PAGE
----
When it comes to a contest between barley and pasta, which is better depends on whether you are talking about regular enriched pasta or whole-grain pasta. Whole-grain pasta is slightly healthier than pearled barley, which has had its outer layer removed, but pearled barley is a better option than regular enriched pasta. However, all of these grains provide significant amounts of fiber, vitamins and minerals and can contribute to your health.
Dietary fiber may help lower your cholesterol, control your blood sugar levels, regulate your bowel movements and help you maintain a healthy weight, according to MayoClinic.com. Regular enriched spaghetti contains 2.5 grams of fiber per cup, or 10 percent of the daily value for fiber. Choose the healthier whole-wheat pasta and each cup will provide 6.3 grams of fiber. Barley is also a healthy option, with 6 grams of fiber per cup. Beta-glucan, the type of fiber found in barley and oats, helps lower your total and low-density lipoprotein, or bad cholesterol, according to a study published in the "European Journal of Clinical Nutrition" in December 2010. However, you'll need to consume at least 3 grams per day of barley beta-glucan for it to have an effect on your cholesterol, according to Drugs.com.
Each cup of barley contains 3.2 milligrams of niacin, or 16 percent of the DV for this nutrient, which is essential for turning the food you eat into energy and also helps improve your circulation. Since regular pasta is often enriched, it provides more vitamins, with each cup containing 26 percent of the DV for thiamine, 11 percent of the DV for riboflavin, 12 percent of the DV for niacin and 42 percent of the DV for folate. Whole-wheat pasta isn't always enriched, but still provides about 10 percent of the DV for thiamine, which you need for proper brain and nervous system function. Riboflavin is important for forming red blood cells, and folate is needed for forming DNA and cell division.
Whole-wheat spaghetti is a better source of minerals than either barley or enriched spaghetti. Barley provides 11 percent of the DV for iron in each cup, and the same amount of enriched spaghetti contains 10 percent of the DV. Iron is essential for forming red blood cells and preventing anemia. Although whole-wheat spaghetti only contains 8 percent of the DV for iron, it also provides 13 percent of the DV for phosphorus, which you need for repairing cells and storing energy.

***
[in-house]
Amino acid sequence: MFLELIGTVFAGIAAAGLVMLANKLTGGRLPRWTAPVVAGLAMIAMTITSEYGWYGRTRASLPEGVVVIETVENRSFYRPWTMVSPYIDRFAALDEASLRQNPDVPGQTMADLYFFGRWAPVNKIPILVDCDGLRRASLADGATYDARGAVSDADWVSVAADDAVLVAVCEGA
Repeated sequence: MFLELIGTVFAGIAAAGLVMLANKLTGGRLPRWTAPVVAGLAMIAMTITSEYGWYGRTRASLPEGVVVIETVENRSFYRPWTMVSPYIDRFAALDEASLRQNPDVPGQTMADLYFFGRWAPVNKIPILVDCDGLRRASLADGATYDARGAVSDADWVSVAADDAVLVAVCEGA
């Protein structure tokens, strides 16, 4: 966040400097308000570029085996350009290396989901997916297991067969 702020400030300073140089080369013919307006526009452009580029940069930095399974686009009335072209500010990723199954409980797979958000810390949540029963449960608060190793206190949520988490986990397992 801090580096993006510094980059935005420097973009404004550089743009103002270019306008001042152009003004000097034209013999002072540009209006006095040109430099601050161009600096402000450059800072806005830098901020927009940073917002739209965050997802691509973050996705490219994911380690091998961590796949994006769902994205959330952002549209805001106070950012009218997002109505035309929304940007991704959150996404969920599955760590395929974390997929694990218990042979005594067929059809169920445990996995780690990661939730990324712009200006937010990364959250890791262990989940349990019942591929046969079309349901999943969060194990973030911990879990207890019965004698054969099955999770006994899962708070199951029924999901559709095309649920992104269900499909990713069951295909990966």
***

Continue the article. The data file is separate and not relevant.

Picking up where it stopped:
Other Health Benefits
Foods made with whole grains, like whole-wheat spaghetti or hulled barley, but not pearled barley, may help lower your risk for cancer, diabetes and heart disease through the combined effects of the fiber, vitamins, minerals and phytochemicals they contain, according to an article published in "The Journal of Nutrition" in May 2011.
- USDA National Nutrient Database: Barley, Pearled, Cooked
- USDA National Nutrient Database: Spaghetti, Cooked, Enriched, Without Added Salt
- USDA National Nutrient Database: Spaghetti, Whole-wheat, Cooked
- Drugs.com: Barley
- European Journal of Clinical Nutrition: β-glucan From Barley and Its Lipid-lowering Capacity: A Meta-analysis of Randomized, Controlled Trials
- The Journal of Nutrition: Putting the Whole Grain Puzzle Together: Health Benefits Associated with Whole Grains—Summary of American Society for Nutrition 2010 Satellite Symposium
- MayoClinic.com: Dietary Fiber: Essential For a Healthy Diet
- U.S. Food and Drug Administration: Calculate the Percent Daily Value for the Appropriate Nutrients
Based in Massachusetts, Jessica Bruso has been writing since 2008. She holds a master of science degree in food policy and applied nutrition and a bachelor of arts degree in international relations, both from Tufts University.